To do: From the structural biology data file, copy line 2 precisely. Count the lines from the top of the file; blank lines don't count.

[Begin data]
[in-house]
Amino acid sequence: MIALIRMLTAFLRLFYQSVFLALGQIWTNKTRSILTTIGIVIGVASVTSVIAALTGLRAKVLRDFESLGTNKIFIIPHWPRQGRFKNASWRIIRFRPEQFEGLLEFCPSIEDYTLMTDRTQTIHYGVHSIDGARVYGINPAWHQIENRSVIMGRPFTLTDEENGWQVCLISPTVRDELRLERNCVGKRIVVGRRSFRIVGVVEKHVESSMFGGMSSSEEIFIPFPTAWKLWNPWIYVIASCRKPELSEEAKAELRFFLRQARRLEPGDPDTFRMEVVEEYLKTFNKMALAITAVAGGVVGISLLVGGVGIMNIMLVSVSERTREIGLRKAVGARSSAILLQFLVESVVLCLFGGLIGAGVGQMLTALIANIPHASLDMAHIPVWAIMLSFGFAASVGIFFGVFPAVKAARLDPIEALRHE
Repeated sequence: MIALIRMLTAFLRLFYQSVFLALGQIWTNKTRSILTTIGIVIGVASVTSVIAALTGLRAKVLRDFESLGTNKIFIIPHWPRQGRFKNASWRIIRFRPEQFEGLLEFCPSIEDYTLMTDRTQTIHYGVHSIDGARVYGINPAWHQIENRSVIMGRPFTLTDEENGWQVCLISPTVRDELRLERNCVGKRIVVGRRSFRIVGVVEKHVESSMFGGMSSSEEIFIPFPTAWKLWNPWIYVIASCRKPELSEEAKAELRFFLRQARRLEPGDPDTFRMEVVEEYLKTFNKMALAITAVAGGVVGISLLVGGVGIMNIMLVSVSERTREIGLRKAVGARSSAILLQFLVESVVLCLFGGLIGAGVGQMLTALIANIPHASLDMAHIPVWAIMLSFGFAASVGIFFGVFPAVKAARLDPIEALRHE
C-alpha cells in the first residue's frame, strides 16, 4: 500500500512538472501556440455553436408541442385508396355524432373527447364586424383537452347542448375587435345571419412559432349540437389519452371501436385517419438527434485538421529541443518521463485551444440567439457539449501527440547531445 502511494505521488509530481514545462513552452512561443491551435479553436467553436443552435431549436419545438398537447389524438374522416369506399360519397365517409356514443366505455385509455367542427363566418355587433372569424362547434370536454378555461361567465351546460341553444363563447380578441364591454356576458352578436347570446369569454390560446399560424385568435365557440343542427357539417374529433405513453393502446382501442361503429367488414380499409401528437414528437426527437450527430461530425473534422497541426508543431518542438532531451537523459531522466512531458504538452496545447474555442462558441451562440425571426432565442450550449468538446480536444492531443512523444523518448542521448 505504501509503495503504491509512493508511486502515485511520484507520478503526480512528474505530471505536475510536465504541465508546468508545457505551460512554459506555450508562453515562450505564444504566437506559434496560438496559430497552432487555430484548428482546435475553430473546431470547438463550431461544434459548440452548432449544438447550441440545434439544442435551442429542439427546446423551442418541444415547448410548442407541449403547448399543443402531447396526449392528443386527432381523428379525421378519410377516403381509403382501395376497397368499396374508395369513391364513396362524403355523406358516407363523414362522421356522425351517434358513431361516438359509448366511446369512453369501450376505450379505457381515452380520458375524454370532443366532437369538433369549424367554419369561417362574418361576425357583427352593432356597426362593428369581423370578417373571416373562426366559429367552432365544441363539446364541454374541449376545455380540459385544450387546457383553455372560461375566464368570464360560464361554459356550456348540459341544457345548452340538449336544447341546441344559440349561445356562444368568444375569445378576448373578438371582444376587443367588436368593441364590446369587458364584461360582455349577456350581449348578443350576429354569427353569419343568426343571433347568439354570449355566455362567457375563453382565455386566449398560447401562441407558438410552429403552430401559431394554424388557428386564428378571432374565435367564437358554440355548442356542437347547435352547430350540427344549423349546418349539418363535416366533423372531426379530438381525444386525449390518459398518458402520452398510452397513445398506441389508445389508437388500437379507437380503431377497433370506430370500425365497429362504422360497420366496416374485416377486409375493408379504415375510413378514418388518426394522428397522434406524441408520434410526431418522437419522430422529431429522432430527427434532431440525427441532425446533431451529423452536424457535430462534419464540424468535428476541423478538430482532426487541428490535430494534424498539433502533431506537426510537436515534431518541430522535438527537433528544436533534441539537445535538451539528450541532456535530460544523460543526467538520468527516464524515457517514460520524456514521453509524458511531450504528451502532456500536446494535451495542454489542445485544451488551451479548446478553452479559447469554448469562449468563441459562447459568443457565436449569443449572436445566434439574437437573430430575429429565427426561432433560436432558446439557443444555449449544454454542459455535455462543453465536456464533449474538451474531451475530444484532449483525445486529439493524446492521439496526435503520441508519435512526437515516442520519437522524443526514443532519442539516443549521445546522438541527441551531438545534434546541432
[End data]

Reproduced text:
Amino acid sequence: MIALIRMLTAFLRLFYQSVFLALGQIWTNKTRSILTTIGIVIGVASVTSVIAALTGLRAKVLRDFESLGTNKIFIIPHWPRQGRFKNASWRIIRFRPEQFEGLLEFCPSIEDYTLMTDRTQTIHYGVHSIDGARVYGINPAWHQIENRSVIMGRPFTLTDEENGWQVCLISPTVRDELRLERNCVGKRIVVGRRSFRIVGVVEKHVESSMFGGMSSSEEIFIPFPTAWKLWNPWIYVIASCRKPELSEEAKAELRFFLRQARRLEPGDPDTFRMEVVEEYLKTFNKMALAITAVAGGVVGISLLVGGVGIMNIMLVSVSERTREIGLRKAVGARSSAILLQFLVESVVLCLFGGLIGAGVGQMLTALIANIPHASLDMAHIPVWAIMLSFGFAASVGIFFGVFPAVKAARLDPIEALRHE